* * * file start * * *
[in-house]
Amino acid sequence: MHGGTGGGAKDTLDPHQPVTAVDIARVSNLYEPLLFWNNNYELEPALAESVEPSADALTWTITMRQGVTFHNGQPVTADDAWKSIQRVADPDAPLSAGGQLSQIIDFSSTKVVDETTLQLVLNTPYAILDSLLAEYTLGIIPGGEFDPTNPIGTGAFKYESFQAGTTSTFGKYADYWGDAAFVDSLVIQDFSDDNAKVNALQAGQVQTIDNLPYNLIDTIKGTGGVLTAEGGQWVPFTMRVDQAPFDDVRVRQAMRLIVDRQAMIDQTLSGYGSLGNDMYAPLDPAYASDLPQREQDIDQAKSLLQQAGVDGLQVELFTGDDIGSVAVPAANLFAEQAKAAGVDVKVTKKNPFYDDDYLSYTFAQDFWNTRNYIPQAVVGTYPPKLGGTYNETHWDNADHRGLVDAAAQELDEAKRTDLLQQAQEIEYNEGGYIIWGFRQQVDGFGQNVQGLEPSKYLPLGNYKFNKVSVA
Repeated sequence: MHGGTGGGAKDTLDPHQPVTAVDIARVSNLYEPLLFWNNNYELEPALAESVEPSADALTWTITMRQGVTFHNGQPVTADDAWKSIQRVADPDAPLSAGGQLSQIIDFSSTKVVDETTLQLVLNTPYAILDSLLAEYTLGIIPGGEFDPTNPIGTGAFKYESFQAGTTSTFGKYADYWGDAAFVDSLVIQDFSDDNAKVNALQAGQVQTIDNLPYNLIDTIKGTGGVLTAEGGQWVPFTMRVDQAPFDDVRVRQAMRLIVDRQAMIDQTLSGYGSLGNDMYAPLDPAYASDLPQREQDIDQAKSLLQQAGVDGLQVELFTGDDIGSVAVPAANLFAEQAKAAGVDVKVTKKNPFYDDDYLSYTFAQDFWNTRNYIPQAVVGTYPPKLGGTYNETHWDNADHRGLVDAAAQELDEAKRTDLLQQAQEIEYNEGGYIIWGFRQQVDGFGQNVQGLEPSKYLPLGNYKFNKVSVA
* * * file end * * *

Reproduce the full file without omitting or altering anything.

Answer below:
[in-house]
Amino acid sequence: MHGGTGGGAKDTLDPHQPVTAVDIARVSNLYEPLLFWNNNYELEPALAESVEPSADALTWTITMRQGVTFHNGQPVTADDAWKSIQRVADPDAPLSAGGQLSQIIDFSSTKVVDETTLQLVLNTPYAILDSLLAEYTLGIIPGGEFDPTNPIGTGAFKYESFQAGTTSTFGKYADYWGDAAFVDSLVIQDFSDDNAKVNALQAGQVQTIDNLPYNLIDTIKGTGGVLTAEGGQWVPFTMRVDQAPFDDVRVRQAMRLIVDRQAMIDQTLSGYGSLGNDMYAPLDPAYASDLPQREQDIDQAKSLLQQAGVDGLQVELFTGDDIGSVAVPAANLFAEQAKAAGVDVKVTKKNPFYDDDYLSYTFAQDFWNTRNYIPQAVVGTYPPKLGGTYNETHWDNADHRGLVDAAAQELDEAKRTDLLQQAQEIEYNEGGYIIWGFRQQVDGFGQNVQGLEPSKYLPLGNYKFNKVSVA
Repeated sequence: MHGGTGGGAKDTLDPHQPVTAVDIARVSNLYEPLLFWNNNYELEPALAESVEPSADALTWTITMRQGVTFHNGQPVTADDAWKSIQRVADPDAPLSAGGQLSQIIDFSSTKVVDETTLQLVLNTPYAILDSLLAEYTLGIIPGGEFDPTNPIGTGAFKYESFQAGTTSTFGKYADYWGDAAFVDSLVIQDFSDDNAKVNALQAGQVQTIDNLPYNLIDTIKGTGGVLTAEGGQWVPFTMRVDQAPFDDVRVRQAMRLIVDRQAMIDQTLSGYGSLGNDMYAPLDPAYASDLPQREQDIDQAKSLLQQAGVDGLQVELFTGDDIGSVAVPAANLFAEQAKAAGVDVKVTKKNPFYDDDYLSYTFAQDFWNTRNYIPQAVVGTYPPKLGGTYNETHWDNADHRGLVDAAAQELDEAKRTDLLQQAQEIEYNEGGYIIWGFRQQVDGFGQNVQGLEPSKYLPLGNYKFNKVSVA